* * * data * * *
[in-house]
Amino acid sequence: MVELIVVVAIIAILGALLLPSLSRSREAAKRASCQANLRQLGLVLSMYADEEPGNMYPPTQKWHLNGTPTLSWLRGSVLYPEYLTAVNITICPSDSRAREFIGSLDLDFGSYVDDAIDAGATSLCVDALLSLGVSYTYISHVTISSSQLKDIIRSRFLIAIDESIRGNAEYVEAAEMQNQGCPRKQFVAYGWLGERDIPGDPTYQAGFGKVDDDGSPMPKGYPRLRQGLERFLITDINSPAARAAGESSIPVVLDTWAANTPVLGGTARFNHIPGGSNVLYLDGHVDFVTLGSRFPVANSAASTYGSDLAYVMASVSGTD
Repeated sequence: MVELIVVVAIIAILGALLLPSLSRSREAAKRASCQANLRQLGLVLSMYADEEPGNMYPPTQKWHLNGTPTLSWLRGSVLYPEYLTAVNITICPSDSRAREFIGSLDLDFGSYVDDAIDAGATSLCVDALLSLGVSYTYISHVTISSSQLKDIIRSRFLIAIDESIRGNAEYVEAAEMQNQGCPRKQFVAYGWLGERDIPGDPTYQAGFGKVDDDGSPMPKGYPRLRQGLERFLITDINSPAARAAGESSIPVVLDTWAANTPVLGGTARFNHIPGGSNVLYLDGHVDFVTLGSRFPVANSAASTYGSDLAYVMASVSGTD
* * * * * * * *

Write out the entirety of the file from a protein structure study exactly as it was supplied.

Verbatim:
[in-house]
Amino acid sequence: MVELIVVVAIIAILGALLLPSLSRSREAAKRASCQANLRQLGLVLSMYADEEPGNMYPPTQKWHLNGTPTLSWLRGSVLYPEYLTAVNITICPSDSRAREFIGSLDLDFGSYVDDAIDAGATSLCVDALLSLGVSYTYISHVTISSSQLKDIIRSRFLIAIDESIRGNAEYVEAAEMQNQGCPRKQFVAYGWLGERDIPGDPTYQAGFGKVDDDGSPMPKGYPRLRQGLERFLITDINSPAARAAGESSIPVVLDTWAANTPVLGGTARFNHIPGGSNVLYLDGHVDFVTLGSRFPVANSAASTYGSDLAYVMASVSGTD
Repeated sequence: MVELIVVVAIIAILGALLLPSLSRSREAAKRASCQANLRQLGLVLSMYADEEPGNMYPPTQKWHLNGTPTLSWLRGSVLYPEYLTAVNITICPSDSRAREFIGSLDLDFGSYVDDAIDAGATSLCVDALLSLGVSYTYISHVTISSSQLKDIIRSRFLIAIDESIRGNAEYVEAAEMQNQGCPRKQFVAYGWLGERDIPGDPTYQAGFGKVDDDGSPMPKGYPRLRQGLERFLITDINSPAARAAGESSIPVVLDTWAANTPVLGGTARFNHIPGGSNVLYLDGHVDFVTLGSRFPVANSAASTYGSDLAYVMASVSGTD